How to Get a Good APR on a Car Loan

Getting a good APR on a car loan will save you a lot of money over the term of the loan. There are several factors that determine the interest rate, such as credit score and age of the car, and being prepared will ensure you are in a position to obtain the best rate possible.

Your Credit History

The biggest factor in determining your APR is your credit score. If you have a great score, then you have leveraging power in getting a great rate. If you score is sub-par, then you should do some work to improve it before applying for a loan. Pay down high balance cards so they are below thirty percent of the limit. Pay all of your bills on time, and don't apply for any other new credit. Once you have followed these rules your score should rise.

Age of Car

New cars will get you a better interest rate. If you are buying used, then you will notice that the older the car, the higher the rate. So be prepared that if you buying a used car that is quite old because you will not get the same rate as someone purchasing a brand new automobile.


There are three options for lenders who will offer you financing: a credit union, bank or the dealer. A credit union will give you great rates, but they are strict about credit and income, and if you are not a model borrower, you will be denied. A bank is also a good option, especially if you have been a customer of theirs for a long time or have other loans with them. Research current interest rates so you know what the going rate is.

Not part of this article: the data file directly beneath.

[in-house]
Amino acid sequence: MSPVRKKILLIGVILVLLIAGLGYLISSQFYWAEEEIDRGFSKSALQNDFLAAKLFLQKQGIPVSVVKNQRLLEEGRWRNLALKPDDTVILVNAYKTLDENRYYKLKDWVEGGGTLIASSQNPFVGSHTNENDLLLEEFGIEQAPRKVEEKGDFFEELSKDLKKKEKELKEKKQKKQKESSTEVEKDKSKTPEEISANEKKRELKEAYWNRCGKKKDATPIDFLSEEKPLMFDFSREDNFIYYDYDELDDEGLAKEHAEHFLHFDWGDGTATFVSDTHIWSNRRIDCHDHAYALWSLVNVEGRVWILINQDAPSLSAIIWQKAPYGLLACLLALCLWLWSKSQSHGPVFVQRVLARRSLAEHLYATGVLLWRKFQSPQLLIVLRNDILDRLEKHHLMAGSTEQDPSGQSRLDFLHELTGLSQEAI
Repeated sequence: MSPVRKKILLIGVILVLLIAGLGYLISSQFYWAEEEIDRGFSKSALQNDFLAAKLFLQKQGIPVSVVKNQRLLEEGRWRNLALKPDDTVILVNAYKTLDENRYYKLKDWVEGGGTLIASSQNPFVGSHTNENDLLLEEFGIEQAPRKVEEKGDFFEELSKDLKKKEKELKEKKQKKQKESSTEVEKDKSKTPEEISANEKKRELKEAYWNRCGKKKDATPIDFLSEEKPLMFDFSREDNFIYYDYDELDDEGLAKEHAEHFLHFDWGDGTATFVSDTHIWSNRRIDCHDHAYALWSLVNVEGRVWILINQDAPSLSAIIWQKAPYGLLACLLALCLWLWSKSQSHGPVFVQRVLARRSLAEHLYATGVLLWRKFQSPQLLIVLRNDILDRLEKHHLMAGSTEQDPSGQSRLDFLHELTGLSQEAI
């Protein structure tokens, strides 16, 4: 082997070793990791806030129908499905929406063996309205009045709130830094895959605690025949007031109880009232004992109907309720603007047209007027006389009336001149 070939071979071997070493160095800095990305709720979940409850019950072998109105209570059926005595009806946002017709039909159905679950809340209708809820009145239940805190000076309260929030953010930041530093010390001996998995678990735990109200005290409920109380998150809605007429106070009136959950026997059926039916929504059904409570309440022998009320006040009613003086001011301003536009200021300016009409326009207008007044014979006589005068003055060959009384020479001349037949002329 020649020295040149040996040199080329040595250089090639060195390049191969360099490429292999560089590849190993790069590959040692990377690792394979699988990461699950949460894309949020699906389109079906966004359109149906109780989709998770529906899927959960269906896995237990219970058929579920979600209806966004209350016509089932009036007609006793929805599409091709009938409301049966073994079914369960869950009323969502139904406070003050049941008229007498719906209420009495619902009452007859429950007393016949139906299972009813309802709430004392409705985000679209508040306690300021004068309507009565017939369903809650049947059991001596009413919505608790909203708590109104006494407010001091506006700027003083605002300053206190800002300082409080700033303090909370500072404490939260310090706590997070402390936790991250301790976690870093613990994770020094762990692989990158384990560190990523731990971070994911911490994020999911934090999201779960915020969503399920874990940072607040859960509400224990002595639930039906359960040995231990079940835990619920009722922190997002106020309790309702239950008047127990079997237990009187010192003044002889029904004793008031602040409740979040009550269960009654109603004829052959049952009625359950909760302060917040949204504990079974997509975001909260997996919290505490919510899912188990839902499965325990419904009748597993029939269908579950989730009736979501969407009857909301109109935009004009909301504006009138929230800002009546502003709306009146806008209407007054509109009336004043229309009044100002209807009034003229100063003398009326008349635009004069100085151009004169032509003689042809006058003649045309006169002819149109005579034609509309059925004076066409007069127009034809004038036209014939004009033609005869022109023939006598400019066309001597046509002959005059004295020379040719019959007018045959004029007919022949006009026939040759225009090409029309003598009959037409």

The dealer can be a great choice, but they can easily take advantage of borrowers and give them a bad deal. The dealer purchases wholesale loans, so they receive very low interest rates on the loans they purchase. In return, they make you an offer that is higher than the rate they are getting. They make money off of  you this way. But sometimes, they mark these loans up very high, much higher than the rate you would get at a bank. This is why you need to be knowledgeable about current rates so you know when you are getting a great deal.

Loan Terms

Taking out a long car loan will cost you in two ways: paying interest over a longer period of time, and paying a higher interest rate. A lender will offer you a lower rate for a shorter term since you a lesser risk than if you had a longer term. If you can afford a three year loan instead of a five, you will pay substantially less over the term of the loan.

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